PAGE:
Many times, I was reprimanded in front of my friends because I did not act like a good member. I wanted to quit Saddam's party, but this meant nothing. I was in detention and was investigated and perhaps hit. I felt extremely vulnerable to being hit. I'd blasphemed the party, and this meant they would hang me.

I remembered a room in Building 4 at the university. This room contained torture tools. The smell of the room was always a mix of carbon dioxide and urine. When the security officer summoned me one day to the room, I felt my face become deformed. I was shaking, and I could not walk up the stairs. Because I felt delirious, I lay down on the stairs. Then I got up and smoked a cigarette. I said to myself that the best way to get rid of the anxiety was masturbation. I got up, went to the toilet, and masturbated while remembering Rose.

There weren't many things I hated in my life more than the security officers. Since I'd been informed of my mother's arrest, I was kind of crazed. On the first day after I knew she had been arrested, I drank a full bottle of alcohol and threw up in the street. Then I slept on the sidewalk, and a police car took me and placed me in prison with thieves and drug dealers. The prisoners gave me Tofranil. In the morning, I discovered I was no longer a virgin.

I reached the room in Building 4. When I entered, the security officer was huge but fragile — he looked like a poodle. The officer motioned for me to sit. I sat on an old metal chair. The officer did not speak; he just looked at my face as if he wanted to discover more about me. He did not know I was very fragile too, and I felt like I had turned into an insect. We stayed ten minutes, perhaps more, mired in silence. He was huge and hairy and had an unpleasant smell. My stomach hurt, and I wanted to vomit. The officer laughed and handed me a cigarette. Then he said not to worry.

I was tired, and I wished that the so-called lead officer would rest, but he did not. He said calmly, "Listen, I want you to convince Rose to work with us in the security organization."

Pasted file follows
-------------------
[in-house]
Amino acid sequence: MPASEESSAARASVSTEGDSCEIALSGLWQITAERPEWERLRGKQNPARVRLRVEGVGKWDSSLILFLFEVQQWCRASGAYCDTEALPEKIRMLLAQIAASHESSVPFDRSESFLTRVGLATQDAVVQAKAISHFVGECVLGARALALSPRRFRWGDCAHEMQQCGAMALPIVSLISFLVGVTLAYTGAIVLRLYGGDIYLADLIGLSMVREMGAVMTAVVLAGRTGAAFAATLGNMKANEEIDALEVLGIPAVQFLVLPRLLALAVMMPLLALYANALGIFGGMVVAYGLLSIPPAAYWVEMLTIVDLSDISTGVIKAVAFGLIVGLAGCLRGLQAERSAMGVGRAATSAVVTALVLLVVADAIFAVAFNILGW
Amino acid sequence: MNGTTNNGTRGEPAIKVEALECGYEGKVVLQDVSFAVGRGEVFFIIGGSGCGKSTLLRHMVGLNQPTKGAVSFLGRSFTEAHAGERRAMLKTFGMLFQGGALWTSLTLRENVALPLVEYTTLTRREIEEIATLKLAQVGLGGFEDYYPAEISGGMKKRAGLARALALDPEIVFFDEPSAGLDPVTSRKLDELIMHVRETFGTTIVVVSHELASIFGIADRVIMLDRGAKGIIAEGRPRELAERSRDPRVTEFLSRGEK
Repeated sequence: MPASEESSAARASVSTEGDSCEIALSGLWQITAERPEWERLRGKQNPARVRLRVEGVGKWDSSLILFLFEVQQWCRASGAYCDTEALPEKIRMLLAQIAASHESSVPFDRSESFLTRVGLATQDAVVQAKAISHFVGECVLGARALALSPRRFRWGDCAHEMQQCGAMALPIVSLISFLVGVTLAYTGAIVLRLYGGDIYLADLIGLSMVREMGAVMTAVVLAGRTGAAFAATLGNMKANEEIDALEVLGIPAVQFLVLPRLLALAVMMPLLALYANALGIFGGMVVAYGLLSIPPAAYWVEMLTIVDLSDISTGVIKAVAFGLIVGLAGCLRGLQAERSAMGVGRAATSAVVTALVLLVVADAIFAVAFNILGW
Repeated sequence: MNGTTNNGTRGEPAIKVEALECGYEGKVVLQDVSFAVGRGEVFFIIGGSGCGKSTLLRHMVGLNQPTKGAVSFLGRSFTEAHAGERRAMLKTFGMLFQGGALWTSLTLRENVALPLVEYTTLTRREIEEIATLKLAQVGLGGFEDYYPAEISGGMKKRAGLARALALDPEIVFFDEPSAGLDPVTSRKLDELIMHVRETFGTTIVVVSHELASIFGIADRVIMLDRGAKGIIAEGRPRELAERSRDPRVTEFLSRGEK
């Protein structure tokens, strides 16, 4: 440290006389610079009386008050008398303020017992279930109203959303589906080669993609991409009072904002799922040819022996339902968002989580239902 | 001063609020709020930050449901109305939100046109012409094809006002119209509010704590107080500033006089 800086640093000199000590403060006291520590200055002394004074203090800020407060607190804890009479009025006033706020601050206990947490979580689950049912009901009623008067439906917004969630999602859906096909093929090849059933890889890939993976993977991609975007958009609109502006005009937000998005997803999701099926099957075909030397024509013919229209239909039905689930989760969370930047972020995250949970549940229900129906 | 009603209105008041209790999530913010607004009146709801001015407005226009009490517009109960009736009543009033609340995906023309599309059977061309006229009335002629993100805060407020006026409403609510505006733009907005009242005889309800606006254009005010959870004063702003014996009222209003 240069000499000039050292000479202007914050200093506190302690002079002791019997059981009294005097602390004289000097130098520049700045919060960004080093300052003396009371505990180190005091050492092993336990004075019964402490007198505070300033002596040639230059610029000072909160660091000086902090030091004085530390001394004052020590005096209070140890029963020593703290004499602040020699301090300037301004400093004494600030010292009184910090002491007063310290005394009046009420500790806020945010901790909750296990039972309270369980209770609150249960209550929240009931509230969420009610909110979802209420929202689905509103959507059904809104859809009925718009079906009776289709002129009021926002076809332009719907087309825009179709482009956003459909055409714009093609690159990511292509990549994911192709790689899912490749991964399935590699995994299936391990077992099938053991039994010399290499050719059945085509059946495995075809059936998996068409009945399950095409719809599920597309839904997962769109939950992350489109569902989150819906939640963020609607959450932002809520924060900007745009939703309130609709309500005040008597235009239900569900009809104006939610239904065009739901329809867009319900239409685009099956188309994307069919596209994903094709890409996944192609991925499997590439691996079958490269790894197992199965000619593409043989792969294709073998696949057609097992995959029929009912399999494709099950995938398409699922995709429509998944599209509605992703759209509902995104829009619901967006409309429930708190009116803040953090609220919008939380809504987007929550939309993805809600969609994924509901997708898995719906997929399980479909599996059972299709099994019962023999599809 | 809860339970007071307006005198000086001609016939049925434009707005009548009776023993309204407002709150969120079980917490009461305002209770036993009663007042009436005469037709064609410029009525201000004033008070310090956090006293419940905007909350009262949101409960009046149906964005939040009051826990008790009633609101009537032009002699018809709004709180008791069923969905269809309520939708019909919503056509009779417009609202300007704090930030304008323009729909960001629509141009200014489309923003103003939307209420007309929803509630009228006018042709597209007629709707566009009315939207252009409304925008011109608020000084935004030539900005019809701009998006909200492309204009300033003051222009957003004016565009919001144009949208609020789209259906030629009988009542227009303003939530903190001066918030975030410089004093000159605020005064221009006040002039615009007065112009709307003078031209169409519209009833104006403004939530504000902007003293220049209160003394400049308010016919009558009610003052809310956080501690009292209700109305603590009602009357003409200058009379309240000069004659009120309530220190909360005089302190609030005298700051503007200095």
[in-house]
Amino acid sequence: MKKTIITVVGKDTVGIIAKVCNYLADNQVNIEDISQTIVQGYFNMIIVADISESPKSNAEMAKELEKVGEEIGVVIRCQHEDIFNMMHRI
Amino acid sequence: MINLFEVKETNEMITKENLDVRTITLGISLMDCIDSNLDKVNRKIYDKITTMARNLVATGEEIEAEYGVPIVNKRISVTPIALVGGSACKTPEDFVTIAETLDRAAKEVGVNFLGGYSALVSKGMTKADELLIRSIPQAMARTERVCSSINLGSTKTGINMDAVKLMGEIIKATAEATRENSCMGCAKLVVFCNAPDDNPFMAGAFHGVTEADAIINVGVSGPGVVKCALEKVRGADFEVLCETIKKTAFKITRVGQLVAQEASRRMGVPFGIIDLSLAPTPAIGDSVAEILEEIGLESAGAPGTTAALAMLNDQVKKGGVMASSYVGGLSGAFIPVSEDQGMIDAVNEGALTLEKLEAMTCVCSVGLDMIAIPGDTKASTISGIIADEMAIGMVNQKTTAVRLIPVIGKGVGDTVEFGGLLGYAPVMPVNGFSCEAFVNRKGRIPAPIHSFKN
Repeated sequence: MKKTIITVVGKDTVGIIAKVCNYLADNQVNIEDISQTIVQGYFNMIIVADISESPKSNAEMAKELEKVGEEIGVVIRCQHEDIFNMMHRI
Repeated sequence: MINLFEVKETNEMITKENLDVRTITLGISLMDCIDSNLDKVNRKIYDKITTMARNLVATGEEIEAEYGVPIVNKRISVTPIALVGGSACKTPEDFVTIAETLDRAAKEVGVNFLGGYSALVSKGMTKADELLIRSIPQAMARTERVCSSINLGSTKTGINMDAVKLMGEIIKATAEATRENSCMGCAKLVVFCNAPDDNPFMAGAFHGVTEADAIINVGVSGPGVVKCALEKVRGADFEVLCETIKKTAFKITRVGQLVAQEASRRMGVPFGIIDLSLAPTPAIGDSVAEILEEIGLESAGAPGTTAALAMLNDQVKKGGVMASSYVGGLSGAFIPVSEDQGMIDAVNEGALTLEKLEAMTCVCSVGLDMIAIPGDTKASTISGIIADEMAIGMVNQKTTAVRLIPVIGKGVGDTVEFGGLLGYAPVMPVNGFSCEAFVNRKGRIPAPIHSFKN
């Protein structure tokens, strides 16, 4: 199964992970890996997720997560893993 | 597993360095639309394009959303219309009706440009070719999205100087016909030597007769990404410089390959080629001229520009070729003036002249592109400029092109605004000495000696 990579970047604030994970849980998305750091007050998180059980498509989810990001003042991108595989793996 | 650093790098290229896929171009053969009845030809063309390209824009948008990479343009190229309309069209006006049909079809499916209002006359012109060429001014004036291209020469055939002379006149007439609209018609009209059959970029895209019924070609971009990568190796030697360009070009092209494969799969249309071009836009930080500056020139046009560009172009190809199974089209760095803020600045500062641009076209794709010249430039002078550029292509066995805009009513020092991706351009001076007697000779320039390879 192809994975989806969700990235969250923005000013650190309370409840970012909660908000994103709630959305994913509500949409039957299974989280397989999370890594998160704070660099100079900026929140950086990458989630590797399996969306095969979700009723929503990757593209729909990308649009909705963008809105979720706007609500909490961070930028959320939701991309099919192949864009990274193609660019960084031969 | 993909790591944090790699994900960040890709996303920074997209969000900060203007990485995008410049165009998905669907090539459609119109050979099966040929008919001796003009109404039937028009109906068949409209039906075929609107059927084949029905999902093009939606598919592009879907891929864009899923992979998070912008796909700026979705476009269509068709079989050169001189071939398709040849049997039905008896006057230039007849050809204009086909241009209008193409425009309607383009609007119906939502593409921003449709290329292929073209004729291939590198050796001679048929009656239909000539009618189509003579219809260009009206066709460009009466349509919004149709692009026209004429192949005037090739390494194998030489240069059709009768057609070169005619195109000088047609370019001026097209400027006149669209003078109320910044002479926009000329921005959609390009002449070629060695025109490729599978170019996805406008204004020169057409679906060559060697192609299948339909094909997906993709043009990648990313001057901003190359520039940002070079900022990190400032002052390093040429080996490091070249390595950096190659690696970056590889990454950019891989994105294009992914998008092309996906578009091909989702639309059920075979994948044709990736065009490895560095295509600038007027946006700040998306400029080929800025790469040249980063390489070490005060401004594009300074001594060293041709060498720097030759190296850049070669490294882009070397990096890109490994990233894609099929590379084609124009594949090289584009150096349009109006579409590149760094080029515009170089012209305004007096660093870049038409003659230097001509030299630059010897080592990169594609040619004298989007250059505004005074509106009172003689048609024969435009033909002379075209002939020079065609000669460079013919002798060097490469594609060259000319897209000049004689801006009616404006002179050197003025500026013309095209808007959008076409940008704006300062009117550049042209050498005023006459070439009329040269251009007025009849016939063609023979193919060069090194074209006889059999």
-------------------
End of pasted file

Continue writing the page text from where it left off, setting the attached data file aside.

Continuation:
Suddenly, I felt that someone had raped me. "I cannot," I said with a sudden feeling of power.

"You can," he said. "The security force and the party commands you to."

I left after he kicked me out. When I left the building, the rain outside surprised me. I felt defeated. I stood for a few moments in the rain. I wanted to feel like I was really in this world. I imagined that the officer wanted to rape Rose. I was sure he wanted this; I had some information.

Giving in to the officer made me feel cowardly. But I did not tell him the color of her underwear or when she menstruated or other particulars. When I saw Rose, I asked her, "Do you know the security officer named Hamid?" My fingers were shaky. Without waiting for her response, I said, "Well, he wants to meet you."

Rose hit me — and she was strong. She said, "I did not imagine you filthy."

We entered the cafeteria at the University Club but did not sit with Hussein. We chose a place far away. We bought tea and drank without speaking. After a few minutes, I said I wanted to leave the university.

Rose said, "Do you visit the university?"

I looked at her eyes. She turned her face and looked toward the distance, her thoughts unknown. I detected a mild trembling around the corners of her mouth. I knew that officer Hamid was wanted for spying on others. We stayed a long time without speaking. I was ashamed of myself. I was with Rose and wanted her to forgive me because I was too cowardly to defend her.